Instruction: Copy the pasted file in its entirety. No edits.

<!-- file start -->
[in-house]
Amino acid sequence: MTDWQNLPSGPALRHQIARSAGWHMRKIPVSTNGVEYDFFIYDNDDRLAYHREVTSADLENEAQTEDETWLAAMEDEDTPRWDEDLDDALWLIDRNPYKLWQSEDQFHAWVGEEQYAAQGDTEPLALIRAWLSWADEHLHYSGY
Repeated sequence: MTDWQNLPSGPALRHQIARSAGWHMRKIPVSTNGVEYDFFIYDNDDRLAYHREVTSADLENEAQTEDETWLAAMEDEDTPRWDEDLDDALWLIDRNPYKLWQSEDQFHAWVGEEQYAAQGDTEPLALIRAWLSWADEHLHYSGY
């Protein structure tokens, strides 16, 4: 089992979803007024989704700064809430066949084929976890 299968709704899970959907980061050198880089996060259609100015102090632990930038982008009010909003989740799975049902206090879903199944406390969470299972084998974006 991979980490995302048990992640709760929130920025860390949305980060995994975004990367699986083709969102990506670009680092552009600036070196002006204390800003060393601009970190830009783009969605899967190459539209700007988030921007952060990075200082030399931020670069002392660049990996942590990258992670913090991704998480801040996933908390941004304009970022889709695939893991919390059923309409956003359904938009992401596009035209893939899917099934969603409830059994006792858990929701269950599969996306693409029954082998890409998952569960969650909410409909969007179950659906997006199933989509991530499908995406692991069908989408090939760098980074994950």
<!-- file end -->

[in-house]
Amino acid sequence: MTDWQNLPSGPALRHQIARSAGWHMRKIPVSTNGVEYDFFIYDNDDRLAYHREVTSADLENEAQTEDETWLAAMEDEDTPRWDEDLDDALWLIDRNPYKLWQSEDQFHAWVGEEQYAAQGDTEPLALIRAWLSWADEHLHYSGY
Repeated sequence: MTDWQNLPSGPALRHQIARSAGWHMRKIPVSTNGVEYDFFIYDNDDRLAYHREVTSADLENEAQTEDETWLAAMEDEDTPRWDEDLDDALWLIDRNPYKLWQSEDQFHAWVGEEQYAAQGDTEPLALIRAWLSWADEHLHYSGY
């Protein structure tokens, strides 16, 4: 089992979803007024989704700064809430066949084929976890 299968709704899970959907980061050198880089996060259609100015102090632990930038982008009010909003989740799975049902206090879903199944406390969470299972084998974006 991979980490995302048990992640709760929130920025860390949305980060995994975004990367699986083709969102990506670009680092552009600036070196002006204390800003060393601009970190830009783009969605899967190459539209700007988030921007952060990075200082030399931020670069002392660049990996942590990258992670913090991704998480801040996933908390941004304009970022889709695939893991919390059923309409956003359904938009992401596009035209893939899917099934969603409830059994006792858990929701269950599969996306693409029954082998890409998952569960969650909410409909969007179950659906997006199933989509991530499908995406692991069908989408090939760098980074994950």